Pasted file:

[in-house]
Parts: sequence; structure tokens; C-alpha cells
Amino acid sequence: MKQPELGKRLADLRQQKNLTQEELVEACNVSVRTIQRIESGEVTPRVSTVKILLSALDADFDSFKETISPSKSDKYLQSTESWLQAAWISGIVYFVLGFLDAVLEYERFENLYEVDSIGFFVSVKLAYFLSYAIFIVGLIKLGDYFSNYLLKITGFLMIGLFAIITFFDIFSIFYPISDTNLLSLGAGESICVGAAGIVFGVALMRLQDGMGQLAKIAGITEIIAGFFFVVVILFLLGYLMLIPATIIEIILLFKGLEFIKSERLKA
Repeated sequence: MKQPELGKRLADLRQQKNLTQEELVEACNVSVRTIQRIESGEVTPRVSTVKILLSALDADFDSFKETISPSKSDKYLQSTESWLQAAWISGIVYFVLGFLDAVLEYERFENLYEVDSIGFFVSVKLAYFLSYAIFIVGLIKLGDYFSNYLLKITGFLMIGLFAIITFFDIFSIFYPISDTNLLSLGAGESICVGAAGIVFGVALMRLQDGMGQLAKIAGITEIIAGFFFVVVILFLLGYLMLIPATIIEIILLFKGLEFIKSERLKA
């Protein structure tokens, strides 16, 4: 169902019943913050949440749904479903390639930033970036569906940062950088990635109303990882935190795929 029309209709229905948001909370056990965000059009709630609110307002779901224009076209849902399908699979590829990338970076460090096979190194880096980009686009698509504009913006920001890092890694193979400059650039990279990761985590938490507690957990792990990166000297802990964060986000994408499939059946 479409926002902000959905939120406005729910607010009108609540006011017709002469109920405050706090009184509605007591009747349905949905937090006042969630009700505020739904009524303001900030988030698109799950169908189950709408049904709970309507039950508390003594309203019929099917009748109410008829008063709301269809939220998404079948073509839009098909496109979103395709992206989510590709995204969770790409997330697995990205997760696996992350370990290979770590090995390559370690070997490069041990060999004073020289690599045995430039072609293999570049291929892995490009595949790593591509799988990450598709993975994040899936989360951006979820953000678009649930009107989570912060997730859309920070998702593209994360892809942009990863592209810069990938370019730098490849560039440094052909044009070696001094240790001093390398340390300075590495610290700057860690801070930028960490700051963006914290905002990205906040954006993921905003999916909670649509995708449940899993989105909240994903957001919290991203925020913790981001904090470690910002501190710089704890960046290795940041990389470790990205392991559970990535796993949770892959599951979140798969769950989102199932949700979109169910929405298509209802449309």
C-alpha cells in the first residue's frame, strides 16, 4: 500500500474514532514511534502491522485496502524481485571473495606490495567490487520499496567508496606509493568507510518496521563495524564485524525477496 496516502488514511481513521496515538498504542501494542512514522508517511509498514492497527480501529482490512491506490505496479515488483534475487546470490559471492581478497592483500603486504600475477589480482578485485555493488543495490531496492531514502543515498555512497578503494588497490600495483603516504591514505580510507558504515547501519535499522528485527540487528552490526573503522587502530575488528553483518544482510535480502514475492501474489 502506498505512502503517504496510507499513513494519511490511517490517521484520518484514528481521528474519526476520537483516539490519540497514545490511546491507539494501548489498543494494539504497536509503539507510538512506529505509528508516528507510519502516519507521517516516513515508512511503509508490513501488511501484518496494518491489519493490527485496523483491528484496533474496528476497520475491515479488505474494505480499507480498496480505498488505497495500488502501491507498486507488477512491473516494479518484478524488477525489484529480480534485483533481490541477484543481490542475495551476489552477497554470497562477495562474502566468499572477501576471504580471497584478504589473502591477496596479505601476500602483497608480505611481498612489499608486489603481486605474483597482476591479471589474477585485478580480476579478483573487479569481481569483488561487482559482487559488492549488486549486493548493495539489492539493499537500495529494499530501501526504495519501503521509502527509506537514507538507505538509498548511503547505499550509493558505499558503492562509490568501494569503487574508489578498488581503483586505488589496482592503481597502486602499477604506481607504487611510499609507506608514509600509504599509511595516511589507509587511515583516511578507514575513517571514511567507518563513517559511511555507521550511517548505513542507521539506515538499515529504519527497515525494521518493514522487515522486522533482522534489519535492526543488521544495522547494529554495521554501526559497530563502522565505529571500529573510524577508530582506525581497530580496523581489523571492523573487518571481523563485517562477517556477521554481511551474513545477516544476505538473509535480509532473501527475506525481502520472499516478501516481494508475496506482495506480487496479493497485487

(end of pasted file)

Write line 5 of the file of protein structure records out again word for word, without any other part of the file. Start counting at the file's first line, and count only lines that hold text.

């Protein structure tokens, strides 16, 4: 169902019943913050949440749904479903390639930033970036569906940062950088990635109303990882935190795929 029309209709229905948001909370056990965000059009709630609110307002779901224009076209849902399908699979590829990338970076460090096979190194880096980009686009698509504009913006920001890092890694193979400059650039990279990761985590938490507690957990792990990166000297802990964060986000994408499939059946 479409926002902000959905939120406005729910607010009108609540006011017709002469109920405050706090009184509605007591009747349905949905937090006042969630009700505020739904009524303001900030988030698109799950169908189950709408049904709970309507039950508390003594309203019929099917009748109410008829008063709301269809939220998404079948073509839009098909496109979103395709992206989510590709995204969770790409997330697995990205997760696996992350370990290979770590090995390559370690070997490069041990060999004073020289690599045995430039072609293999570049291929892995490009595949790593591509799988990450598709993975994040899936989360951006979820953000678009649930009107989570912060997730859309920070998702593209994360892809942009990863592209810069990938370019730098490849560039440094052909044009070696001094240790001093390398340390300075590495610290700057860690801070930028960490700051963006914290905002990205906040954006993921905003999916909670649509995708449940899993989105909240994903957001919290991203925020913790981001904090470690910002501190710089704890960046290795940041990389470790990205392991559970990535796993949770892959599951979140798969769950989102199932949700979109169910929405298509209802449309």